By: Craig Cleveland

Wooden, Krzyzewski, Knight, and Boeheim are some of the most storied names in the game of basketball, setting the bar pretty high when it comes to winning games and championships.

As a coach, we all want to have many winning and successful seasons like these famous coaches — but does winning games become the only measure of impact and influence you have as a coach on your players, your school, or your community?

This is a question that I had to ask myself as I began my coaching career some seventeen years ago and truthfully, have had to ask a few more times along the way. Let’s just keep it real shall we? We all want to win! We love the feeling of victory and want it more than the sting of defeat. Personally, I hate to lose whether it’s playing basketball, coaching basketball or just playing Uno with my nephews.

Winning is what really matters, right?

Well, the answer to that particular question will vary depending upon who you ask. But, over the years I’ve come to firmly believe two things…

  • First, it’s important to teach my players how to display character in winning and losing because they are both a part of the game.
  • Second, making a positive, long lasting impact on the players that come through my program is more important than double digit wins in a season or a playoff run to the state tournament. In my opinion, the legacy I leave behind as a coach should be measured more by the way my former players positively impact their own families and the world around them.

Coaching That Impacts the Next Generation

Are you currently a coach or want to become a coach who makes a lasting, positive impact on your players?

If so, here are 7 things I′ve learned along the way that have helped me tremendously and I would love to share them with you.

  1. Practice what you preach – One of the greatest ways to lose the respect of your players and others around you is to be a hypocrite. Players need to see and know that you live by the standards you are trying to teach them.
  2. Admit mistakes and seek restitution – No one is perfect and we all make mistakes. As a coach you have to be willing to admit when you′ve messed up, seek forgiveness and then change the behavior that got you in that situation in the first place. This kind of humility goes a long way with your players and leaves a lasting impression.
  3. Be available – Players have to know that they can count on you to be there when they need you. Try to make yourself available to your players as much as possible. Consider meeting before or after practice or even on the weekend if they need to talk with you about things going on in their lives. This shows that they have importance in your life beyond the realm of basketball.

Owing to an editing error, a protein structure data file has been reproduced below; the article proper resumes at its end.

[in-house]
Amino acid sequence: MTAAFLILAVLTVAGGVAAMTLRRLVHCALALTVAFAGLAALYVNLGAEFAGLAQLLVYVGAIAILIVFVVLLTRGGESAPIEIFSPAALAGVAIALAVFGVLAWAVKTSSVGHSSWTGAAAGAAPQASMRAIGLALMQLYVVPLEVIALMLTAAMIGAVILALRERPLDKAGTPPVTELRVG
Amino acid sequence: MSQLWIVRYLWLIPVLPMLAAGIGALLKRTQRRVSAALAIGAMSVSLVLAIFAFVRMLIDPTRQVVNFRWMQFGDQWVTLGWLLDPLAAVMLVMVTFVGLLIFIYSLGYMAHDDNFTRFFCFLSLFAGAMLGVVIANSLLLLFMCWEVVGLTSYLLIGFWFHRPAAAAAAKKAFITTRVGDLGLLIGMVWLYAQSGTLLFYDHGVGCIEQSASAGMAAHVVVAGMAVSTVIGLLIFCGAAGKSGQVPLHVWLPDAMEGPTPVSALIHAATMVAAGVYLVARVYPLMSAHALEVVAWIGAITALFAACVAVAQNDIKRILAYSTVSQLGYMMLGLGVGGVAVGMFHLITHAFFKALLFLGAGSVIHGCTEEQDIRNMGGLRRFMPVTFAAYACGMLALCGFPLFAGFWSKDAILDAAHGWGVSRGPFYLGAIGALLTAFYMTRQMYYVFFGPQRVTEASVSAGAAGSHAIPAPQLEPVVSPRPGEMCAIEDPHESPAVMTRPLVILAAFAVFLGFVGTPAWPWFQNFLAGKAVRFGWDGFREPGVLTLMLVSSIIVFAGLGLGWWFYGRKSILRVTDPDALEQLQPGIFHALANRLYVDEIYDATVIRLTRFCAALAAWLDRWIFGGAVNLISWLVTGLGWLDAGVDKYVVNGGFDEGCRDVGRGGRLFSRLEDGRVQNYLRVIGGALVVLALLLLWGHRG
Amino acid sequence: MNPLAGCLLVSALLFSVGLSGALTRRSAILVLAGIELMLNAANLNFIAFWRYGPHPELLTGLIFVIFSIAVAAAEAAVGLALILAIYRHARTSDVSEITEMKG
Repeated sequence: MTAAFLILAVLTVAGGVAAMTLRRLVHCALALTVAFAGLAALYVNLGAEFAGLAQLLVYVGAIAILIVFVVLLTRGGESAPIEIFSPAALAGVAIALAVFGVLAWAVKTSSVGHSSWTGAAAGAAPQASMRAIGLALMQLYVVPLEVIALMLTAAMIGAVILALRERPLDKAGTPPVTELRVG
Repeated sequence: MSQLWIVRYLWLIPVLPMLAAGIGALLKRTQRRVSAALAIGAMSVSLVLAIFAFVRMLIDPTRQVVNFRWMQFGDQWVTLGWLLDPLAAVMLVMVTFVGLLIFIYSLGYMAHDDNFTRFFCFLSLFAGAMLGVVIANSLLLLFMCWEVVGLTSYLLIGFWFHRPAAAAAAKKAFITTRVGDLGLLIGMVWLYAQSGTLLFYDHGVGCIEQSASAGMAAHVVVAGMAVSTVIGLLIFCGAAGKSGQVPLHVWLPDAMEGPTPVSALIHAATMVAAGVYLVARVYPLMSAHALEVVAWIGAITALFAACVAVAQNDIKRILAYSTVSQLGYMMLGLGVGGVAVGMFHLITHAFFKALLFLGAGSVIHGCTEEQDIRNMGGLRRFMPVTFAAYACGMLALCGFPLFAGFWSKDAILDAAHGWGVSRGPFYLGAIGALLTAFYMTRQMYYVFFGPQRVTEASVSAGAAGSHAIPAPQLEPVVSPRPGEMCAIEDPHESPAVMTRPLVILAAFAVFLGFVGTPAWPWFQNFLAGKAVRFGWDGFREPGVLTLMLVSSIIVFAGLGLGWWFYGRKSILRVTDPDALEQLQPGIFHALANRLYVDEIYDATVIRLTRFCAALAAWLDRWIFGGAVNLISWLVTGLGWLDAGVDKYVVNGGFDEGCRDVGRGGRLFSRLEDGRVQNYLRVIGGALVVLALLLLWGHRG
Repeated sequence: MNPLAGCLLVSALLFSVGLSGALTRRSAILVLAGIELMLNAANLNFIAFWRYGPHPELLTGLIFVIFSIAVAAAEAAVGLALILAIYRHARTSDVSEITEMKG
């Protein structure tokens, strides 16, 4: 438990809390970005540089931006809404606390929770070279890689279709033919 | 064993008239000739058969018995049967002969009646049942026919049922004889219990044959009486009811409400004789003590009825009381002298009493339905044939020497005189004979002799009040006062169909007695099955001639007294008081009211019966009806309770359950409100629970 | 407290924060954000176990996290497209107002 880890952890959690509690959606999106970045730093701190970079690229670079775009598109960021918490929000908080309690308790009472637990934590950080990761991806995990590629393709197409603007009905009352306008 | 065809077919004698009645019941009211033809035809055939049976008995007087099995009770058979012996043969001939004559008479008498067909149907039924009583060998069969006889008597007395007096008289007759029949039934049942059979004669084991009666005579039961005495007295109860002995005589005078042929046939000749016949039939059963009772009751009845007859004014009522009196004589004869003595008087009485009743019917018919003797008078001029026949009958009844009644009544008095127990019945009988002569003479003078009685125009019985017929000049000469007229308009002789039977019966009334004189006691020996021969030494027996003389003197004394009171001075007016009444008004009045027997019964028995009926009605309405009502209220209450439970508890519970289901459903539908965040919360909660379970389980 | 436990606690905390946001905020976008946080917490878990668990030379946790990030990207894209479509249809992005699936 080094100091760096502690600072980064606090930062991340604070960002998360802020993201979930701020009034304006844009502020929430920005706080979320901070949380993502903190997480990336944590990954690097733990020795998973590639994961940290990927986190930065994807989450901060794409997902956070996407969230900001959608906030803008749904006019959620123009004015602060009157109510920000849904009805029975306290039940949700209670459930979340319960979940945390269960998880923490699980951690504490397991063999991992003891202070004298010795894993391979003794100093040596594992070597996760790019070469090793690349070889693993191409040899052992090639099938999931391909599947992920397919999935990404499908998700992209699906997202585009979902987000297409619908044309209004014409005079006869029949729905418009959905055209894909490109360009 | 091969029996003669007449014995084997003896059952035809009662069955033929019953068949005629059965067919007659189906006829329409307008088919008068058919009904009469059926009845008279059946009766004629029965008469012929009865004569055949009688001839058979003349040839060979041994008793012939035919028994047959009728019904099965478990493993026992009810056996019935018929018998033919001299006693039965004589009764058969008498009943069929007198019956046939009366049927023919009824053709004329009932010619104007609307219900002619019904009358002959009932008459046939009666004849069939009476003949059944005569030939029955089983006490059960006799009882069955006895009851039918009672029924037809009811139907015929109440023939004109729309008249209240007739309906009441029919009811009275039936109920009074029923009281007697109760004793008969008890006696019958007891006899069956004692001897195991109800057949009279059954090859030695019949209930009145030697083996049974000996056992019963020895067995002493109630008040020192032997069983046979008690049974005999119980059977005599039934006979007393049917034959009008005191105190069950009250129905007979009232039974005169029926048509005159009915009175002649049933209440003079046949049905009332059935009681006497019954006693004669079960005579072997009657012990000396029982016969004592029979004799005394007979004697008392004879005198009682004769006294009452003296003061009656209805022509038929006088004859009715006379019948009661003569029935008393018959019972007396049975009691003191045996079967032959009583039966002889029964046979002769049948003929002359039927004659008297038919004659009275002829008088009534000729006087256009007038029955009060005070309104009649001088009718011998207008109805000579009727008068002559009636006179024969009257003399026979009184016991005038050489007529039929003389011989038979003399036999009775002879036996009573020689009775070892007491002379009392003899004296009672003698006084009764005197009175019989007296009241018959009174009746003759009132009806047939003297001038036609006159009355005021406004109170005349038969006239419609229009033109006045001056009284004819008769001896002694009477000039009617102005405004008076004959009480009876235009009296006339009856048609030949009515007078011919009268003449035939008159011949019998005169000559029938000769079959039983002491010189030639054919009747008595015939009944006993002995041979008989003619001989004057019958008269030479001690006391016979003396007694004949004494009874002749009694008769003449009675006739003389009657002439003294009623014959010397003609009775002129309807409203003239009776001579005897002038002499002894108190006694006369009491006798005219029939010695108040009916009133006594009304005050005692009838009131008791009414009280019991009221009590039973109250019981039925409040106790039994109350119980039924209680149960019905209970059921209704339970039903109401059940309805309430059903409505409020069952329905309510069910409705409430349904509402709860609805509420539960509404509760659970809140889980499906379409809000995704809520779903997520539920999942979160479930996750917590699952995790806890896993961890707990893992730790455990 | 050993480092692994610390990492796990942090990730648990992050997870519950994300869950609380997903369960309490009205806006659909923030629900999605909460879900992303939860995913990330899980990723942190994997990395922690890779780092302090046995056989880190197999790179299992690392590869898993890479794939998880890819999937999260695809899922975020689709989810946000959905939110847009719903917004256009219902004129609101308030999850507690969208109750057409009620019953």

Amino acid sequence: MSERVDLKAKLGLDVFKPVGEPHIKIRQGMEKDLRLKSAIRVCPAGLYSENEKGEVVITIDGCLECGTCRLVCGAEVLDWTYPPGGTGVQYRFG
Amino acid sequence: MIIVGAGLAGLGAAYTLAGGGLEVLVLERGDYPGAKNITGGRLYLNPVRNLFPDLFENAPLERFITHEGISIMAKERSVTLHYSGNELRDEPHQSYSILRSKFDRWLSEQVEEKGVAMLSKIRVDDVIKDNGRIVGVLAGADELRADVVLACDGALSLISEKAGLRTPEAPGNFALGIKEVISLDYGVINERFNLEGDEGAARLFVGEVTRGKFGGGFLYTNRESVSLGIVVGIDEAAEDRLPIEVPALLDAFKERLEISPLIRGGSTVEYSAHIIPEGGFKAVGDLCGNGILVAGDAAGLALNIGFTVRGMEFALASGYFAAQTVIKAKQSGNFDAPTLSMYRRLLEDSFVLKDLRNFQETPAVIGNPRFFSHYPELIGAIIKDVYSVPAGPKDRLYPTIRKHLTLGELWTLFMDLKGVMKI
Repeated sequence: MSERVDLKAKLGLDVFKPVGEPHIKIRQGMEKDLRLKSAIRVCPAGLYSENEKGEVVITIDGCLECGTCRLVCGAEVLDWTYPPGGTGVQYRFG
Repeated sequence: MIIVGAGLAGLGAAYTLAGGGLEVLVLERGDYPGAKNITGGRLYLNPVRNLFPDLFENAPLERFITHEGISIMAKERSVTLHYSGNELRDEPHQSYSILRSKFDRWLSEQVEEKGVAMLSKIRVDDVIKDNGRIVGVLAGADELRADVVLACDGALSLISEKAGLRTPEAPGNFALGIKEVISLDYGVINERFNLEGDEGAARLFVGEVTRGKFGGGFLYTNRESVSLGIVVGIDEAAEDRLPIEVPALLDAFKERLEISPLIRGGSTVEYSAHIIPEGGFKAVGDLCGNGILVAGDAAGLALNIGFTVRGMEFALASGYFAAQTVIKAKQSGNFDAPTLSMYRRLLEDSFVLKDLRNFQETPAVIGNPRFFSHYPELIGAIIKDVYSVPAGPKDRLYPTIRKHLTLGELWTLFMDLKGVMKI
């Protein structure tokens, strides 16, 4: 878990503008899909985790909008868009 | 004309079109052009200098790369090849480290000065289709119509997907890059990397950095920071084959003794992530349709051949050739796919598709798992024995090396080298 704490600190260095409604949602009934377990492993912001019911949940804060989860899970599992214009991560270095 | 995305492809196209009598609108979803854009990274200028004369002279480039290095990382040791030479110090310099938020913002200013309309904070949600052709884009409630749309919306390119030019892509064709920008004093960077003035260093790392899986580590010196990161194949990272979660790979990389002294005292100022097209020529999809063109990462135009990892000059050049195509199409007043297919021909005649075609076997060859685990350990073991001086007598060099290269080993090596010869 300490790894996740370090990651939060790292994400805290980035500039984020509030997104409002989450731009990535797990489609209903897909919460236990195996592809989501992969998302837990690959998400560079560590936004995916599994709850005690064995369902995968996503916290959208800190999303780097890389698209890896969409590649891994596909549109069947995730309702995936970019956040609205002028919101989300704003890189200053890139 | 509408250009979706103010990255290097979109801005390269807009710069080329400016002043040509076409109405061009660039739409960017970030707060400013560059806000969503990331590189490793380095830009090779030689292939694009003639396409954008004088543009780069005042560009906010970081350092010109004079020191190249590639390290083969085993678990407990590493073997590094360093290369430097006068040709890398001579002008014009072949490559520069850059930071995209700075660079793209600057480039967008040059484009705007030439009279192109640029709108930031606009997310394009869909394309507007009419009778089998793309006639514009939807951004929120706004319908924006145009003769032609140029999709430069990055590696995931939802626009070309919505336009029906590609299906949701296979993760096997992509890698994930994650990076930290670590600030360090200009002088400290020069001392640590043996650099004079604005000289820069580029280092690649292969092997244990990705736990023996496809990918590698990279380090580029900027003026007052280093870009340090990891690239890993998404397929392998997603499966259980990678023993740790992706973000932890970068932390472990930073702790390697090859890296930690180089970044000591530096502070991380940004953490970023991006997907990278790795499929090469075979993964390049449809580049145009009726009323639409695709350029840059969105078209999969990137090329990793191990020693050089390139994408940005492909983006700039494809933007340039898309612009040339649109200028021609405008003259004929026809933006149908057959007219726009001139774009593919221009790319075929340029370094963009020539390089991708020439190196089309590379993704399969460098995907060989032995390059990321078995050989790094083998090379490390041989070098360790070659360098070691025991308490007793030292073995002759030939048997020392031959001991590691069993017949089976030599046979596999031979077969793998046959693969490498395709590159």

4. Listen intently – When you spend time talking to your players, make sure you listen intently and pay close attention to details. Look your players in the eye when they are talking to you so that they know you are truly paying attention to what they are saying. Listening intently also helps you read between the lines for those hidden messages or even hidden agendas that might be there.
  5. Be fair and consistent – Simply put, when it comes to discipline, team rules and how you run your team etc., don′t play favorites. Don′t let your stars get away with things that you wouldn′t let the 6th man off the bench get away with. Hold all your players accountable for their actions both on and off the court. This also goes back to practicing what you preach.
  6. Keep in touch with your former players – This should not be hard to do with all the technology and social media options we have available at our fingertips. One sure way to make a lasting impact on your players is to keep in touch with them as they turn the page into adulthood. Email, snail-mail, text messaging, Facebook or phone call, it doesn′t matter just pick one. Check in with them every now and then to see how they are doing at school or how the wife and kids are doing. Always invite them to come back and invest in the current players you have in your program. This is very important and you should make the time to do this. I promise, they will love and want to hear from you.
  7. Have a sense of humor – When you work with kids you have to have a sense of humor. In fact, I don’t see how you can work with or coach kids without having one. Your players will love being around you when they know that you are someone they can laugh and kid around with while not crossing the line of disrespect. Youth players and kids in general are full of life, energy and humor so why shouldn′t you be?

As a coach, how do you want to be defined? What kind of impact do you want to have on your players? What kind of legacy do you want to leave? Will wins and losses be the determining factor or will you do what it takes to look beyond the games or championships won in order to make a positive, lasting impact on the next generation?

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